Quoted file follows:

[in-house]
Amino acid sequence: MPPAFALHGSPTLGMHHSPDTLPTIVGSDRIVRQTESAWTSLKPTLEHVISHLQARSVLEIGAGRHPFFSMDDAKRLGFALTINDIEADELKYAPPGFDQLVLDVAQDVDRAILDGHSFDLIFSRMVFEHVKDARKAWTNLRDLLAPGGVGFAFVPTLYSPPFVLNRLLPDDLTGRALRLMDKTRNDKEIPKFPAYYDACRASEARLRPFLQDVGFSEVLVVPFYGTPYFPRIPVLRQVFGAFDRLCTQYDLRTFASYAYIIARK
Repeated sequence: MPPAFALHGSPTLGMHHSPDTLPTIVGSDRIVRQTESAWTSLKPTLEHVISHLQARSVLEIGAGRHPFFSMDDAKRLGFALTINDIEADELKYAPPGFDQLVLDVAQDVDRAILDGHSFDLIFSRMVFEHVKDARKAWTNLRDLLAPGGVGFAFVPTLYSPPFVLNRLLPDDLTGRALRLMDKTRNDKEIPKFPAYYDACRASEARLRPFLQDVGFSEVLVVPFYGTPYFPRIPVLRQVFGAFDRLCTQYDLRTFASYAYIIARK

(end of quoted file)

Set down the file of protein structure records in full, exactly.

[in-house]
Amino acid sequence: MPPAFALHGSPTLGMHHSPDTLPTIVGSDRIVRQTESAWTSLKPTLEHVISHLQARSVLEIGAGRHPFFSMDDAKRLGFALTINDIEADELKYAPPGFDQLVLDVAQDVDRAILDGHSFDLIFSRMVFEHVKDARKAWTNLRDLLAPGGVGFAFVPTLYSPPFVLNRLLPDDLTGRALRLMDKTRNDKEIPKFPAYYDACRASEARLRPFLQDVGFSEVLVVPFYGTPYFPRIPVLRQVFGAFDRLCTQYDLRTFASYAYIIARK
Repeated sequence: MPPAFALHGSPTLGMHHSPDTLPTIVGSDRIVRQTESAWTSLKPTLEHVISHLQARSVLEIGAGRHPFFSMDDAKRLGFALTINDIEADELKYAPPGFDQLVLDVAQDVDRAILDGHSFDLIFSRMVFEHVKDARKAWTNLRDLLAPGGVGFAFVPTLYSPPFVLNRLLPDDLTGRALRLMDKTRNDKEIPKFPAYYDACRASEARLRPFLQDVGFSEVLVVPFYGTPYFPRIPVLRQVFGAFDRLCTQYDLRTFASYAYIIARK